NEW research involving experts from two Scottish universities has found that Facebook users are more likely to blame victims than perpetrators for online abuse because people may have become numb to cyberbullying.

Cyberpsychology researchers Dr Chris Hand, a lecturer at Glasgow Caledonian University (GCU), and Dr Graham Scott, from the University of the West of Scotland (UWS) found there is little public sympathy or support for victims.

Their study is said to be the first to analyse the relationship between victim attractiveness and how the public blame victims of cyberbullying or stalking. They say the results could be used to highlight unconscious bias among those who support victims, such as the police, teachers and counsellors and employers.

The research involved creating fake Facebook profiles that were never made live online. Mundane comments were posted such as “Roll on 5 o’clock, going out for dinner with my pals” or “Really glad to finish that project at work”. Researchers responded with a range of positive, neutral or abusive comments, some as strongly worded as: “I hope you die.”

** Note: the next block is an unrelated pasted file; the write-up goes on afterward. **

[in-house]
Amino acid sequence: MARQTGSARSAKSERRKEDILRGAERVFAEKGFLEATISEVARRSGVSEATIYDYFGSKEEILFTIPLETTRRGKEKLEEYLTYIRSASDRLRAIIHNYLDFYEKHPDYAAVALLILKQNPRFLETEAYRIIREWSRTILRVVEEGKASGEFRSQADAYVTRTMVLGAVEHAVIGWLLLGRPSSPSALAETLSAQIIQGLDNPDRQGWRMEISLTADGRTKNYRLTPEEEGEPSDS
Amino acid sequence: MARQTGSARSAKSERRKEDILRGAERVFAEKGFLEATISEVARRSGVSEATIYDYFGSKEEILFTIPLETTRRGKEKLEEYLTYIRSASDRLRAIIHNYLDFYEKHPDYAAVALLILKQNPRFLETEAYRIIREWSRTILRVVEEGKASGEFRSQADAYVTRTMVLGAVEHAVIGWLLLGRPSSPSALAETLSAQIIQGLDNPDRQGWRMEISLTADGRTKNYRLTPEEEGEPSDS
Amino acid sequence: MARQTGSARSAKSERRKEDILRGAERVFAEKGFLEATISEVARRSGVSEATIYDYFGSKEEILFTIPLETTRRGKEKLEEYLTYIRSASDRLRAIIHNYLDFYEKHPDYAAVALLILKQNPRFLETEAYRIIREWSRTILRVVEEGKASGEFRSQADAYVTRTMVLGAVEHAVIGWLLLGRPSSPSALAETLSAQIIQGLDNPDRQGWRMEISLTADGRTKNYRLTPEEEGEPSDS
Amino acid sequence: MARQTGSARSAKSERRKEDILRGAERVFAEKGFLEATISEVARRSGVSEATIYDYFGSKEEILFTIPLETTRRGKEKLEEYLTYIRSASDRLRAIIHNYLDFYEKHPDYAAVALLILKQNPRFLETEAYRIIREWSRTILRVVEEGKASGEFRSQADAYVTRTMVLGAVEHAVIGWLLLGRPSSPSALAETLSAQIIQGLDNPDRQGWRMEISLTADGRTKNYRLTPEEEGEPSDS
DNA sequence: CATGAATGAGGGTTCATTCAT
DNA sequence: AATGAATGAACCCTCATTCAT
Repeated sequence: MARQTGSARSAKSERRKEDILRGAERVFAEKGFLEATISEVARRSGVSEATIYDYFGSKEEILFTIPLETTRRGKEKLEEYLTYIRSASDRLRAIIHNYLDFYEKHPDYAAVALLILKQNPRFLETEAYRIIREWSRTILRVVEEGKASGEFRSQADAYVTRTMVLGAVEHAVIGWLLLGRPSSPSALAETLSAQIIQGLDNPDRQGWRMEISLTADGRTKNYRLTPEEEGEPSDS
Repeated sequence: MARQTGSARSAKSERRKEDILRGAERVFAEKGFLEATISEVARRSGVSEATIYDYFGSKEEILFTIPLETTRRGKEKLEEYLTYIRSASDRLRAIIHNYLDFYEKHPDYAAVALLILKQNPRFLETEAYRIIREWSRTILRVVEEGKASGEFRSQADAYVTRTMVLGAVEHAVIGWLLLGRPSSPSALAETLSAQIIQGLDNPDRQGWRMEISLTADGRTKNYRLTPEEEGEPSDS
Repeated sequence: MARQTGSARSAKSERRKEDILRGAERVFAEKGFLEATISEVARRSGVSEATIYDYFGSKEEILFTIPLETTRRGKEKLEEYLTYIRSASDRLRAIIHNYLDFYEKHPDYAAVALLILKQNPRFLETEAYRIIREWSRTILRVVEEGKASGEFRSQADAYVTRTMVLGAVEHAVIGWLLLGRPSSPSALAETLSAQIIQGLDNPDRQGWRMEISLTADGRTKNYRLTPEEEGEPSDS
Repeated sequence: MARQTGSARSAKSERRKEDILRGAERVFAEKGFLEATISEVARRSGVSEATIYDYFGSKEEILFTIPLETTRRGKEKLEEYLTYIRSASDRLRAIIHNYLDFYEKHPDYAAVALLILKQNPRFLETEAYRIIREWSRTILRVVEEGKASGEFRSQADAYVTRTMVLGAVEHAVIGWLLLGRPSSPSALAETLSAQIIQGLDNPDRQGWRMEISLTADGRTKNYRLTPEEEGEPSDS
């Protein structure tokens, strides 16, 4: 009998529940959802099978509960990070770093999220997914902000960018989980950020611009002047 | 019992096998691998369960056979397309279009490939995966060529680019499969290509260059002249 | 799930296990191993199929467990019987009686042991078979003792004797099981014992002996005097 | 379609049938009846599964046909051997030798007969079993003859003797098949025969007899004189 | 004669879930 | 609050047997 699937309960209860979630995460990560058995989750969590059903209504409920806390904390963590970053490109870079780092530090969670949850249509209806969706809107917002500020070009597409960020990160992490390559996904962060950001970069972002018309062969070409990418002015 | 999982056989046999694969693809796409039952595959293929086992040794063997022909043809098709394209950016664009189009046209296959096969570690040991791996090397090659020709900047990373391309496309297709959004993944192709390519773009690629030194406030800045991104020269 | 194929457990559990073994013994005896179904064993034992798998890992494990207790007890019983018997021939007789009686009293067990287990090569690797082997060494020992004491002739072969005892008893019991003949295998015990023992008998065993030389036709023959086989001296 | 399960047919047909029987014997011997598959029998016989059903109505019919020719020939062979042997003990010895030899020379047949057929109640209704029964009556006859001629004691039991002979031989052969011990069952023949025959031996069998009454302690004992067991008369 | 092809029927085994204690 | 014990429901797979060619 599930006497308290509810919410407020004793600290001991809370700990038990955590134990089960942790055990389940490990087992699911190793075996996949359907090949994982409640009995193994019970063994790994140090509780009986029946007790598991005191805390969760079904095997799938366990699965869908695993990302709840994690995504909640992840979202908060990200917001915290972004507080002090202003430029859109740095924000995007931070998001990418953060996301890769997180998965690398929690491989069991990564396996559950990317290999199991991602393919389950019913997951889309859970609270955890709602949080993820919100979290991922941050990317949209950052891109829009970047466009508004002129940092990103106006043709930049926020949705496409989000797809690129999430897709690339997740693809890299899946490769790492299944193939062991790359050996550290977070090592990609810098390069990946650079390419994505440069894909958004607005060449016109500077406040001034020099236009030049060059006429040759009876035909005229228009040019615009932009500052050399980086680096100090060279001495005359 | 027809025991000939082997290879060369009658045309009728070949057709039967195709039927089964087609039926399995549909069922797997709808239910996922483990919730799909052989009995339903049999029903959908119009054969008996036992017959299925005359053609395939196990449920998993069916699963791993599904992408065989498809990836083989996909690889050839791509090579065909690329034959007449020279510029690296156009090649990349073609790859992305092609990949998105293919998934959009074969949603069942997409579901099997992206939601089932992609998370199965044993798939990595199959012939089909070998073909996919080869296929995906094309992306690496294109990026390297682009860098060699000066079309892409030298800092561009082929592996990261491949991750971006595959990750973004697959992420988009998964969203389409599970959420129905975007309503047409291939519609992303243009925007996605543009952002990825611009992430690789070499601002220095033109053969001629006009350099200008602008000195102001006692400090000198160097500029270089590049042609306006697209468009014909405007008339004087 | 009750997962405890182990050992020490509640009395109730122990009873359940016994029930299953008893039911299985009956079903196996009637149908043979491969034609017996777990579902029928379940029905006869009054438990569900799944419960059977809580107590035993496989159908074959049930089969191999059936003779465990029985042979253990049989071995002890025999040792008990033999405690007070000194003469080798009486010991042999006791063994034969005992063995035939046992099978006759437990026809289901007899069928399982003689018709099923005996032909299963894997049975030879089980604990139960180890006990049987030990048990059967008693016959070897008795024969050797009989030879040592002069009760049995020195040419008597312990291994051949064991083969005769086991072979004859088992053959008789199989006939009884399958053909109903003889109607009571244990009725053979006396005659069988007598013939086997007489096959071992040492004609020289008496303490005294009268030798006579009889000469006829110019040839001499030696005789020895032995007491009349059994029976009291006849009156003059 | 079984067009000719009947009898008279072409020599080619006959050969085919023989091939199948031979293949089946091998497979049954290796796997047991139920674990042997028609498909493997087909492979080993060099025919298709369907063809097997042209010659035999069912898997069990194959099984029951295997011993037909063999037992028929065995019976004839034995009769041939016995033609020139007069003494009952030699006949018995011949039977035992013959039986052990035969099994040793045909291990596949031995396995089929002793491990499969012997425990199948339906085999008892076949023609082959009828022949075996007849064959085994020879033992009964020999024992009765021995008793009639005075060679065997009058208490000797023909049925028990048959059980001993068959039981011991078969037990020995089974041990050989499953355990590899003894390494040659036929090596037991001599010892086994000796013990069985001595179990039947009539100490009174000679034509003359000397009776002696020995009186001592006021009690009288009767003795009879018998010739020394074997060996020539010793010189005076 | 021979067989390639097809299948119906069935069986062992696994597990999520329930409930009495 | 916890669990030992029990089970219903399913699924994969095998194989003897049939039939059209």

Members of the public were recruited to study each profile and its contents and were asked to fill out a ratings questionnaire about how much they thought the profile owner was to blame for abuse and negative comments. They were also asked how physically or socially attractive they found the profile owner.

Hand said: “In the majority of cases people blamed the victim. The overall findings were quite surprising because the victims didn’t get a lot of support or sympathy.

“There are two main reasons why people do this – one is that we believe bad things happen to bad people and the other is because we see some of ourselves in the perpetrators. I think we need to understand how we can support people more. Everyone should be able to use social media safely and responsibly but we don’t see that.”